Cold Tile Floor

I wrote this piece last February, but as the first cold days come to Upstate NY, it is important to remember just how good we have it. enjoy!


This is a story about choices in bathroom remodeling… and life.

This past week marked the beginning of Lent. No matter your spiritual persuasion, most people know that Lent is the period for Christians that immediately precedes Easter.

Ask someone in New Orleans what Lent is and they’ll tell you “the end of Mardi Gras,” but that is another story entirely.

Lent possesses a great many details and traditions, but without exception the best-known Lenten practice is the “giving up” of something, for the forty days between Ash Wednesday and Easter Sunday.

In the same way details of other religious holidays have made their way into the secular world, the “giving up” is definitely Lent’s greatest cultural contribution. The observance is regularly referenced in literature, film and music, often in places where no other Lenten (or even Christian) mentions occur.

Ask the average American what first comes to mind with the mention of Lent and they will universally say, “oh, that’s like about giving up something you love, right?” As reliable as such an answer might be to a “man-on-the-street” reporter, it would be wrong, at least partially.

But, this is a story about bathroom remodeling, so let’s get to it.

After thirteen years of sharing a tiny bathroom no larger than our queen-sized bed, this past October my wife and I hired a contractor to build us a new, much larger baño.

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Our old, yellow, tiny bathroom

Anyone who has been through an outsourced renovation or (God help them) a new construction project, will tell you there are a lot of decisions to make. For my wife and I, this was the first time in nearly seventeen years of marriage where we actually hired someone to build something in our house.

I have been the “contractor” in our relationship up to now, and with that distinction came most of the decision-making power. Sure, Emily would weigh-in on paint colors and other aesthetic details, but for the most part I know what she likes and she trusts me to make the best choices for our house.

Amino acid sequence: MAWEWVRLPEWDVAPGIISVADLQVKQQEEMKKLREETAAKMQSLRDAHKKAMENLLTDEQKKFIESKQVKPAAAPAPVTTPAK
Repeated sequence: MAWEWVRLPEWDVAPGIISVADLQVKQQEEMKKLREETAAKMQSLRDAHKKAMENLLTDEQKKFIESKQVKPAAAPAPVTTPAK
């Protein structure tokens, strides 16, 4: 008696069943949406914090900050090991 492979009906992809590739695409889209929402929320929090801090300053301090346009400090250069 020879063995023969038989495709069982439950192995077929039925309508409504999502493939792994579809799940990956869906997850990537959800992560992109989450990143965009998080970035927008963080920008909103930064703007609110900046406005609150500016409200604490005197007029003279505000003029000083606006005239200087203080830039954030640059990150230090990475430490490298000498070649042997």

So there I was sitting at our kitchen table with the contractor, hunched over the drawing of our bathroom-to-be.

Although nearly three times larger than the old one, the new bathroom was not going to be complicated. It should have been as simple as:

  • Step 1 – Tear out the forty five year old yellow tile shower, matching vanity and water wasting toilet
  • Step 2 – Move a wall, do a bunch of electrical and plumbing things, and make a crap-ton of drywall dust
  • Step 3 – Cover the floor and walls in tile, install a double-sink vanity, a new efficient toilet, a 66-inch soaking tub, and a double-headed curbless shower with glassblock window and marble bench. Easy right?
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Out with the old!

It turns out when you hire someone to do construction in your house, they want all kinds of information I am used to making up as I go along.

So there we sat, pouring over what I thought was a comprehensive drawing. He asked questions, I gave answers and on the drawing he made all kinds of notes. Some details were mechanical, while others were more aesthetic in nature. Most of them I was able to answer without hesitation, but then he asked one that stopped me cold.

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Our new bathroom floor.

After specifying the floor should be white, Carrara marble in hexagonal tiles one-inch in diameter, the contractor asked, “do you want a heated floor?”

Yesterday morning (February 14th) it was -8° when I got out of bed. This is not unusual for western NY, so his question was a reasonable one.